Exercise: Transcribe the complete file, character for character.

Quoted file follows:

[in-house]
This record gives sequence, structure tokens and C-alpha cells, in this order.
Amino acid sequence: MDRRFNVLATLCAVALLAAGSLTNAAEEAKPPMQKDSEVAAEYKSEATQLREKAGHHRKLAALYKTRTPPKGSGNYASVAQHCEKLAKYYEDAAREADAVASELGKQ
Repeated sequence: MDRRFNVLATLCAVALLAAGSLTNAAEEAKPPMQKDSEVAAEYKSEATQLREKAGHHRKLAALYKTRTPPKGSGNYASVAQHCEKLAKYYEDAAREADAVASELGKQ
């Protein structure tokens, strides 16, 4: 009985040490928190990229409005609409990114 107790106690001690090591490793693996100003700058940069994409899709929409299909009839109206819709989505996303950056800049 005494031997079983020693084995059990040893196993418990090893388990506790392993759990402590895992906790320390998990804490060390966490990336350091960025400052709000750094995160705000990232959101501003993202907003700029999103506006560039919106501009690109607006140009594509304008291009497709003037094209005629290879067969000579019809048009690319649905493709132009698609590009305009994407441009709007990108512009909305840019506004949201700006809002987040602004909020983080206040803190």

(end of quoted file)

[in-house]
This record gives sequence, structure tokens and C-alpha cells, in this order.
Amino acid sequence: MDRRFNVLATLCAVALLAAGSLTNAAEEAKPPMQKDSEVAAEYKSEATQLREKAGHHRKLAALYKTRTPPKGSGNYASVAQHCEKLAKYYEDAAREADAVASELGKQ
Repeated sequence: MDRRFNVLATLCAVALLAAGSLTNAAEEAKPPMQKDSEVAAEYKSEATQLREKAGHHRKLAALYKTRTPPKGSGNYASVAQHCEKLAKYYEDAAREADAVASELGKQ
């Protein structure tokens, strides 16, 4: 009985040490928190990229409005609409990114 107790106690001690090591490793693996100003700058940069994409899709929409299909009839109206819709989505996303950056800049 005494031997079983020693084995059990040893196993418990090893388990506790392993759990402590895992906790320390998990804490060390966490990336350091960025400052709000750094995160705000990232959101501003993202907003700029999103506006560039919106501009690109607006140009594509304008291009497709003037094209005629290879067969000579019809048009690319649905493709132009698609590009305009994407441009709007990108512009909305840019506004949201700006809002987040602004909020983080206040803190």